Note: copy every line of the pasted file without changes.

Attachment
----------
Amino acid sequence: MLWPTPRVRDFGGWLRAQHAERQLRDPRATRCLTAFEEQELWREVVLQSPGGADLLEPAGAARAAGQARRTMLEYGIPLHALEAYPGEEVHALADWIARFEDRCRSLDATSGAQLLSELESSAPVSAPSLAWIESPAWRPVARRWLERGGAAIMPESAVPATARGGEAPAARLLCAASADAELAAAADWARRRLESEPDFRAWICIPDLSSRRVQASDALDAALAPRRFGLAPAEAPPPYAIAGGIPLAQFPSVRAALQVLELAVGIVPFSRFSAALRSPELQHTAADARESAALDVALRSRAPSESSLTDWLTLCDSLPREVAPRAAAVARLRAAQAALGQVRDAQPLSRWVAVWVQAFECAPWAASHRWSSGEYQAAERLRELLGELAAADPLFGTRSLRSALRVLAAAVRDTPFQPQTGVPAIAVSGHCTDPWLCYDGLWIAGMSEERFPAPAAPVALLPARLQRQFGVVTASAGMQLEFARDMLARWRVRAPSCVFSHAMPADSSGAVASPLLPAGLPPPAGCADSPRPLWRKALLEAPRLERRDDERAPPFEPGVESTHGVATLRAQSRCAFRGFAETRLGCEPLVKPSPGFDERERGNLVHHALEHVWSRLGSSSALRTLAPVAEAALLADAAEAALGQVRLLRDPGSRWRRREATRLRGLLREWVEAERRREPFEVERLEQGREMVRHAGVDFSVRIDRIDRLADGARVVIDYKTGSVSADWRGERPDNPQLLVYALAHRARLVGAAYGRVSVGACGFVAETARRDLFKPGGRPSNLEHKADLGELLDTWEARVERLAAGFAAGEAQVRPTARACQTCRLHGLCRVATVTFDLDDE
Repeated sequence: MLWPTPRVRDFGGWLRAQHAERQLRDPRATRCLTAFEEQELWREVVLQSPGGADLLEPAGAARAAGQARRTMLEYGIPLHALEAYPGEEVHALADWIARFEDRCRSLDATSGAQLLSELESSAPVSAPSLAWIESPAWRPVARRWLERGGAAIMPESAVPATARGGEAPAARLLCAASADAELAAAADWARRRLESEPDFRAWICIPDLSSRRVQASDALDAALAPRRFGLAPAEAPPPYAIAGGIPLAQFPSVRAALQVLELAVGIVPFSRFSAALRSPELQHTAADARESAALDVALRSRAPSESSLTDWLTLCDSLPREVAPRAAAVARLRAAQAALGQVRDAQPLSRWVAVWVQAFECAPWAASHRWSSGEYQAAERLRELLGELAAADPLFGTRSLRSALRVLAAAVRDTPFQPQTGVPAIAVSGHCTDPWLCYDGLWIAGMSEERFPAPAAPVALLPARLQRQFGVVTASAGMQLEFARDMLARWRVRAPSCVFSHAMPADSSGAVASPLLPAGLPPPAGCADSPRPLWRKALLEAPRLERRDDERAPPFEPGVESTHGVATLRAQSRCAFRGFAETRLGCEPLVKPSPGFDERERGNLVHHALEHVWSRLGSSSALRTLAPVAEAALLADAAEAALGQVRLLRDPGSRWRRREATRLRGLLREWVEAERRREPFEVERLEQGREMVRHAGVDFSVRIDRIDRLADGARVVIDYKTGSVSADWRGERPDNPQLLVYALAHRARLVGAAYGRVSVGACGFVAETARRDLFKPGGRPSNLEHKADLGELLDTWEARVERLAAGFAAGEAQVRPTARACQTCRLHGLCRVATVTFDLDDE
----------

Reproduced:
Amino acid sequence: MLWPTPRVRDFGGWLRAQHAERQLRDPRATRCLTAFEEQELWREVVLQSPGGADLLEPAGAARAAGQARRTMLEYGIPLHALEAYPGEEVHALADWIARFEDRCRSLDATSGAQLLSELESSAPVSAPSLAWIESPAWRPVARRWLERGGAAIMPESAVPATARGGEAPAARLLCAASADAELAAAADWARRRLESEPDFRAWICIPDLSSRRVQASDALDAALAPRRFGLAPAEAPPPYAIAGGIPLAQFPSVRAALQVLELAVGIVPFSRFSAALRSPELQHTAADARESAALDVALRSRAPSESSLTDWLTLCDSLPREVAPRAAAVARLRAAQAALGQVRDAQPLSRWVAVWVQAFECAPWAASHRWSSGEYQAAERLRELLGELAAADPLFGTRSLRSALRVLAAAVRDTPFQPQTGVPAIAVSGHCTDPWLCYDGLWIAGMSEERFPAPAAPVALLPARLQRQFGVVTASAGMQLEFARDMLARWRVRAPSCVFSHAMPADSSGAVASPLLPAGLPPPAGCADSPRPLWRKALLEAPRLERRDDERAPPFEPGVESTHGVATLRAQSRCAFRGFAETRLGCEPLVKPSPGFDERERGNLVHHALEHVWSRLGSSSALRTLAPVAEAALLADAAEAALGQVRLLRDPGSRWRRREATRLRGLLREWVEAERRREPFEVERLEQGREMVRHAGVDFSVRIDRIDRLADGARVVIDYKTGSVSADWRGERPDNPQLLVYALAHRARLVGAAYGRVSVGACGFVAETARRDLFKPGGRPSNLEHKADLGELLDTWEARVERLAAGFAAGEAQVRPTARACQTCRLHGLCRVATVTFDLDDE
Repeated sequence: MLWPTPRVRDFGGWLRAQHAERQLRDPRATRCLTAFEEQELWREVVLQSPGGADLLEPAGAARAAGQARRTMLEYGIPLHALEAYPGEEVHALADWIARFEDRCRSLDATSGAQLLSELESSAPVSAPSLAWIESPAWRPVARRWLERGGAAIMPESAVPATARGGEAPAARLLCAASADAELAAAADWARRRLESEPDFRAWICIPDLSSRRVQASDALDAALAPRRFGLAPAEAPPPYAIAGGIPLAQFPSVRAALQVLELAVGIVPFSRFSAALRSPELQHTAADARESAALDVALRSRAPSESSLTDWLTLCDSLPREVAPRAAAVARLRAAQAALGQVRDAQPLSRWVAVWVQAFECAPWAASHRWSSGEYQAAERLRELLGELAAADPLFGTRSLRSALRVLAAAVRDTPFQPQTGVPAIAVSGHCTDPWLCYDGLWIAGMSEERFPAPAAPVALLPARLQRQFGVVTASAGMQLEFARDMLARWRVRAPSCVFSHAMPADSSGAVASPLLPAGLPPPAGCADSPRPLWRKALLEAPRLERRDDERAPPFEPGVESTHGVATLRAQSRCAFRGFAETRLGCEPLVKPSPGFDERERGNLVHHALEHVWSRLGSSSALRTLAPVAEAALLADAAEAALGQVRLLRDPGSRWRRREATRLRGLLREWVEAERRREPFEVERLEQGREMVRHAGVDFSVRIDRIDRLADGARVVIDYKTGSVSADWRGERPDNPQLLVYALAHRARLVGAAYGRVSVGACGFVAETARRDLFKPGGRPSNLEHKADLGELLDTWEARVERLAAGFAAGEAQVRPTARACQTCRLHGLCRVATVTFDLDDE